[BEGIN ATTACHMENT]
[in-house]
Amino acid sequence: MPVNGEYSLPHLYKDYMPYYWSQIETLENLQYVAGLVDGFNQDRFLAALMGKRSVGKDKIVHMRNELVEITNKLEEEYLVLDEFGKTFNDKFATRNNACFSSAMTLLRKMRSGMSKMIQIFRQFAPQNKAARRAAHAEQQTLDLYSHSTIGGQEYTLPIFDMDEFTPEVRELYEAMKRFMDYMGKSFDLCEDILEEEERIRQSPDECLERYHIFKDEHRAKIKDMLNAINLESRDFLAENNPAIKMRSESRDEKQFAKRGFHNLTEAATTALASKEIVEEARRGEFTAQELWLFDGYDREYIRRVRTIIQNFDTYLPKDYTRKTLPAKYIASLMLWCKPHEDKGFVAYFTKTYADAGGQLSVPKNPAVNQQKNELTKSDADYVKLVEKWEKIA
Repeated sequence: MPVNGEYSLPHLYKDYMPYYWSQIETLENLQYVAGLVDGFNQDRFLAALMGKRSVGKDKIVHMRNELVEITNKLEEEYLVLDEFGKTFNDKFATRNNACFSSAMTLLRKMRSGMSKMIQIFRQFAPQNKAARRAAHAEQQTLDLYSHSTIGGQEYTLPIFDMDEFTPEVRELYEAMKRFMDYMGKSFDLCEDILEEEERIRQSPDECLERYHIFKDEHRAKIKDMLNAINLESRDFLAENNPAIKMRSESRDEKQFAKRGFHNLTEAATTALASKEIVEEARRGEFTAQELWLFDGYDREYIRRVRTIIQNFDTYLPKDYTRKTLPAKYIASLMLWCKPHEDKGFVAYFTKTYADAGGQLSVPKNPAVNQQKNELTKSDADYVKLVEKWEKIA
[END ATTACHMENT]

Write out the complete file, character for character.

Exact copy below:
[in-house]
Amino acid sequence: MPVNGEYSLPHLYKDYMPYYWSQIETLENLQYVAGLVDGFNQDRFLAALMGKRSVGKDKIVHMRNELVEITNKLEEEYLVLDEFGKTFNDKFATRNNACFSSAMTLLRKMRSGMSKMIQIFRQFAPQNKAARRAAHAEQQTLDLYSHSTIGGQEYTLPIFDMDEFTPEVRELYEAMKRFMDYMGKSFDLCEDILEEEERIRQSPDECLERYHIFKDEHRAKIKDMLNAINLESRDFLAENNPAIKMRSESRDEKQFAKRGFHNLTEAATTALASKEIVEEARRGEFTAQELWLFDGYDREYIRRVRTIIQNFDTYLPKDYTRKTLPAKYIASLMLWCKPHEDKGFVAYFTKTYADAGGQLSVPKNPAVNQQKNELTKSDADYVKLVEKWEKIA
Repeated sequence: MPVNGEYSLPHLYKDYMPYYWSQIETLENLQYVAGLVDGFNQDRFLAALMGKRSVGKDKIVHMRNELVEITNKLEEEYLVLDEFGKTFNDKFATRNNACFSSAMTLLRKMRSGMSKMIQIFRQFAPQNKAARRAAHAEQQTLDLYSHSTIGGQEYTLPIFDMDEFTPEVRELYEAMKRFMDYMGKSFDLCEDILEEEERIRQSPDECLERYHIFKDEHRAKIKDMLNAINLESRDFLAENNPAIKMRSESRDEKQFAKRGFHNLTEAATTALASKEIVEEARRGEFTAQELWLFDGYDREYIRRVRTIIQNFDTYLPKDYTRKTLPAKYIASLMLWCKPHEDKGFVAYFTKTYADAGGQLSVPKNPAVNQQKNELTKSDADYVKLVEKWEKIA